4. Sally Ride had a strong tie to the Challenger.

Ride’s two space flights were aboard the doomed shuttle Challenger, and she was eight months deep into her training program for a third flight aboard the shuttle when it tragically exploded in 1986. Ride learned of that disaster at the worst possible time: she was on a plane when the pilot announced the news.

Ride later told AARP the Magazine that when she heard the midflight announcement, she got out her NASA badge and went to the cockpit so she could listen to radio reports about the fallen shuttle. The disaster meant that Ride wouldn’t make it back into space, but the personal toll was tough to swallow, too. Four of the lost members of Challenger’s crew had been in Ride’s astronaut training class.

5. Sally Ride had no interest in cashing in on her worldwide fame.

A 2003 profile in The New York Times called Ride one of the most famous women on Earth after her two space flights, and it was hard to argue with that statement. Ride could easily have cashed in on the slew of endorsements, movie deals, and ghostwritten book offers that came her way, but she passed on most opportunities to turn a quick buck.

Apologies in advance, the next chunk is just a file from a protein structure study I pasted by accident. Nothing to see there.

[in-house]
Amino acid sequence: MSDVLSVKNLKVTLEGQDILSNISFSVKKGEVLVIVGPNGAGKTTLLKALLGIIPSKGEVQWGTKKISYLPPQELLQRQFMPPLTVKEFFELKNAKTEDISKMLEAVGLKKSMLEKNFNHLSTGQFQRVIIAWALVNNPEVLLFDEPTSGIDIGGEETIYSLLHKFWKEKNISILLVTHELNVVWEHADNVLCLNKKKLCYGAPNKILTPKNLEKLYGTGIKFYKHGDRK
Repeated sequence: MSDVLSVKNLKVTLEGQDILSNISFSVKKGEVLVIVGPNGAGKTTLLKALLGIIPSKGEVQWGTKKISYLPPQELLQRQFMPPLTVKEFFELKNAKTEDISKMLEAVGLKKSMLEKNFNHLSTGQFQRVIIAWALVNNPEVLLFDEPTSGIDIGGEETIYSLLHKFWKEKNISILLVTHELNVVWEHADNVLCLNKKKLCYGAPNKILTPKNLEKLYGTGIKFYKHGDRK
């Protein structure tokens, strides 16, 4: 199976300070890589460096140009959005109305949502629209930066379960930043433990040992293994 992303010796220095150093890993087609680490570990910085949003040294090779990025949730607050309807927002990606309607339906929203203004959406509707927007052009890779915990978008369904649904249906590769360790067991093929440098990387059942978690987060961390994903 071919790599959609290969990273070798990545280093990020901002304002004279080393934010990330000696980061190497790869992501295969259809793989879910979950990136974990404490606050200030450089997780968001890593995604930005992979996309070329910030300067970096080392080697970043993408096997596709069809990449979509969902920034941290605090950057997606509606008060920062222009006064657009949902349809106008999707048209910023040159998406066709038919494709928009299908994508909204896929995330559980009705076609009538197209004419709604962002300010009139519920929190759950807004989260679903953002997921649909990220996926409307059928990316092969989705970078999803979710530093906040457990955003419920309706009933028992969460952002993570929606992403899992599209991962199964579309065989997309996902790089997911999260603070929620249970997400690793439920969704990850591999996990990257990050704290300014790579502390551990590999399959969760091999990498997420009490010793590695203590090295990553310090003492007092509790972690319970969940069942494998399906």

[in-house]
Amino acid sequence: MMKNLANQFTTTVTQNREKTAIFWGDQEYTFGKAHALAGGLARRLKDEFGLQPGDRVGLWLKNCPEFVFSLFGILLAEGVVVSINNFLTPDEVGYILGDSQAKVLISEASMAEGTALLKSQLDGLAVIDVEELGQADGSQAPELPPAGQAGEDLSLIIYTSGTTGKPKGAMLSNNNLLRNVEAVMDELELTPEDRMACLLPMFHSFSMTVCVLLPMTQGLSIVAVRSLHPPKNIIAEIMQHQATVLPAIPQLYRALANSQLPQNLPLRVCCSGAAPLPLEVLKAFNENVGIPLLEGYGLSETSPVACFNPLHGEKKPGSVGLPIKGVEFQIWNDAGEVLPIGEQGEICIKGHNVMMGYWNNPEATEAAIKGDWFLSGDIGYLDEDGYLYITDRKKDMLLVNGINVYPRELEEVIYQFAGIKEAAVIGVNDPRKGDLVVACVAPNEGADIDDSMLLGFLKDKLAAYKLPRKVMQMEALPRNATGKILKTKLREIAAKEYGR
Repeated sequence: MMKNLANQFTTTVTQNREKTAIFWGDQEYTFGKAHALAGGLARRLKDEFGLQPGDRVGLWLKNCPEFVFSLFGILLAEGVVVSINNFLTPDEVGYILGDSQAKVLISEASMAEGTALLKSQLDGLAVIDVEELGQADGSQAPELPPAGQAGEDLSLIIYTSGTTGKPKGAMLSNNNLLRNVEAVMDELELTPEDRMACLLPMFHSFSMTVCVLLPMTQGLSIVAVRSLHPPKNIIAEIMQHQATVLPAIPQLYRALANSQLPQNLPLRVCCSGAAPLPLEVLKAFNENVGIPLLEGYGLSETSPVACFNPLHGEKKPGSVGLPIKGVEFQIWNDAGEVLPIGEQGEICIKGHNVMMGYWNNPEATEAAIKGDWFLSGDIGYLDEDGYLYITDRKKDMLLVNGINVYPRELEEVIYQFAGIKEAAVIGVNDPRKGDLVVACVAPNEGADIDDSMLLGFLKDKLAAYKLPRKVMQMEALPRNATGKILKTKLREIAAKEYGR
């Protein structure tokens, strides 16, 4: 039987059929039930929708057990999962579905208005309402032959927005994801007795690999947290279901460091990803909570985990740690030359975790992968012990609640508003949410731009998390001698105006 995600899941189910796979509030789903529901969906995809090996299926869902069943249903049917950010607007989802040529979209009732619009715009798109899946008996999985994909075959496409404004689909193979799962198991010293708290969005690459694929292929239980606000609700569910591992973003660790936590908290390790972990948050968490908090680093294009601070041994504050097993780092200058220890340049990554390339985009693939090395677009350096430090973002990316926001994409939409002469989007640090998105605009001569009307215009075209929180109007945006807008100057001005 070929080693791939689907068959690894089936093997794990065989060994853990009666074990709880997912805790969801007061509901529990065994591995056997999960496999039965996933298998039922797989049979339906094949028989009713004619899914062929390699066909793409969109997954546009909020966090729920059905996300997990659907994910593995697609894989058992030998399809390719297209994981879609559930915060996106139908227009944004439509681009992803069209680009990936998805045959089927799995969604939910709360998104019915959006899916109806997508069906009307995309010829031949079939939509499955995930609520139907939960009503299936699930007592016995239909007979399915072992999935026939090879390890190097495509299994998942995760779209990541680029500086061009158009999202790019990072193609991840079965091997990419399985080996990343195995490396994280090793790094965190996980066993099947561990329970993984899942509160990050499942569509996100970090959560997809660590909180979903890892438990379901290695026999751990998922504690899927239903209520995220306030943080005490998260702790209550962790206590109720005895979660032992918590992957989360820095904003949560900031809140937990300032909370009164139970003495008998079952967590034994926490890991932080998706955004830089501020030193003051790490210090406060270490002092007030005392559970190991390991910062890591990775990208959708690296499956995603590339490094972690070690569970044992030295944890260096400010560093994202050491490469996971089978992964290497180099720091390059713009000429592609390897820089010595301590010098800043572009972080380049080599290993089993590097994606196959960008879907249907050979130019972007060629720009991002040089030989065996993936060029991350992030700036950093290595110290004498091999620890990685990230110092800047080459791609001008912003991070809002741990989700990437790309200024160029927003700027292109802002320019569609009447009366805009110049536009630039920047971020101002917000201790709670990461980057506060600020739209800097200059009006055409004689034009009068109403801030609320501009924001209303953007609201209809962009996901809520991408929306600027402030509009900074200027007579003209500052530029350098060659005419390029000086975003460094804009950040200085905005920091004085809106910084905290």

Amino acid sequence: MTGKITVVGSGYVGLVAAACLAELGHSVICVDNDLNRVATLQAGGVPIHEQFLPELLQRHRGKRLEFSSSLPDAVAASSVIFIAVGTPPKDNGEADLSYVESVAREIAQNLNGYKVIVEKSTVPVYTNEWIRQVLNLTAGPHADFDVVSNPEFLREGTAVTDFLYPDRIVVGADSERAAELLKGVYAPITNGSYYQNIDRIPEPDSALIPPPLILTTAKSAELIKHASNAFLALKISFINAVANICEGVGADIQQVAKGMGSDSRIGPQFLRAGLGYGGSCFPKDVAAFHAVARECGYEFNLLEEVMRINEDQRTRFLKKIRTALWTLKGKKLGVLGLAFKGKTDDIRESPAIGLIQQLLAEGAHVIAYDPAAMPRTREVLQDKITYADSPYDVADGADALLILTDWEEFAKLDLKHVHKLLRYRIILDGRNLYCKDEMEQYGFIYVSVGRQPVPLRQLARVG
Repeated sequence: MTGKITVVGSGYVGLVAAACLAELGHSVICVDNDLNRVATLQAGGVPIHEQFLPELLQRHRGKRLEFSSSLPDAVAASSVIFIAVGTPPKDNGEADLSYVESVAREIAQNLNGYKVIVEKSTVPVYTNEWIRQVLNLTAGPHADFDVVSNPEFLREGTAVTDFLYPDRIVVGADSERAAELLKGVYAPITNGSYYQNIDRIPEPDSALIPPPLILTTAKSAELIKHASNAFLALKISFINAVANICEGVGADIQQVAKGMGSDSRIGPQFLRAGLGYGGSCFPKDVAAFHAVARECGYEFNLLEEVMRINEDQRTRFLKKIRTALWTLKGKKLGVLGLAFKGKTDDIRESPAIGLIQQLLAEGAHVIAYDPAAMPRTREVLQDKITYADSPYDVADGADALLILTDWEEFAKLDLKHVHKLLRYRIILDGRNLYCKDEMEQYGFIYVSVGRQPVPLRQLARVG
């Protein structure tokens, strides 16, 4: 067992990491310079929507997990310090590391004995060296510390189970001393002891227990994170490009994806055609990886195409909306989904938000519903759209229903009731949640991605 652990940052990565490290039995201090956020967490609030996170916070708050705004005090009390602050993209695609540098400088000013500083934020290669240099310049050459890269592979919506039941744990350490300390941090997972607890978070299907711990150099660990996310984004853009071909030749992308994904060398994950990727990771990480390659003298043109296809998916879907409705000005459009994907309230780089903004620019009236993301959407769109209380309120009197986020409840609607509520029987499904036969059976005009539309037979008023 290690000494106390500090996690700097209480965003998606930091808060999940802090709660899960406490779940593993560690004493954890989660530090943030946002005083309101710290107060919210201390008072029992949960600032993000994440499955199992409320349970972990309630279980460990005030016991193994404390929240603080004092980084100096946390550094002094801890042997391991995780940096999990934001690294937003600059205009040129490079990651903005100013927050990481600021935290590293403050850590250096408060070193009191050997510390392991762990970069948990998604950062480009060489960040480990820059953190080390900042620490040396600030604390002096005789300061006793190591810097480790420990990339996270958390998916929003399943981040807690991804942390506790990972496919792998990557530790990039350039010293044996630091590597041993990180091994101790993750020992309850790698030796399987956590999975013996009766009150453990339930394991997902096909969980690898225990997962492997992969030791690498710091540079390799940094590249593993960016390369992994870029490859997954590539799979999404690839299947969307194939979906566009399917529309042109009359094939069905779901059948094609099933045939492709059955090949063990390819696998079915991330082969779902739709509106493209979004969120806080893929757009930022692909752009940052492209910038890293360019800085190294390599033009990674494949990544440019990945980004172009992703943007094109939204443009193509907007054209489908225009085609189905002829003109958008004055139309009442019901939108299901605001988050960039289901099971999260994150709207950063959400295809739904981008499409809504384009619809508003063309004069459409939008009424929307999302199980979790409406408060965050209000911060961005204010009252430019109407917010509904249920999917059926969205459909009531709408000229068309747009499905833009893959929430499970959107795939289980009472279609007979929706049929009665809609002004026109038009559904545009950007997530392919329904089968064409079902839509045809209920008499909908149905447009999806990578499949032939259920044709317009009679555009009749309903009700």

Ride later made a few forays into publishing and endorsements, though. She wrote or co-wrote more than a half-dozen children’s books on scientific themes, including To Space and Back, and in 2009 she appeared in a print ad for Louis Vuitton. Even appearing in an ad wasn’t an effort to pad her bank account, though; the ad featured an Annie Leibovitz photo of Ride with fellow astronauts Buzz Aldrin and Jim Lovell gazing at the moon and stars. According to a spokesperson, all three astronauts donated a “significant portion” of their modeling fees to Al Gore’s Climate Project.

6. Sally Ride was the first openly LGBTQ astronaut.

Ride passed away on July 23, 2012, at the age of 61, following a long (and very private) battle with pancreatic cancer. While Ride's brief marriage to fellow astronaut Steve Hawley was widely known to the public (they were married from 1982 to 1987), it wasn't until her death that Ride's longtime relationship with Tam O'Shaughnessy—a childhood friend and science writer—was made public. Which meant that even in death, Ride was still changing the world, as she is the world's first openly LGBTQ astronaut.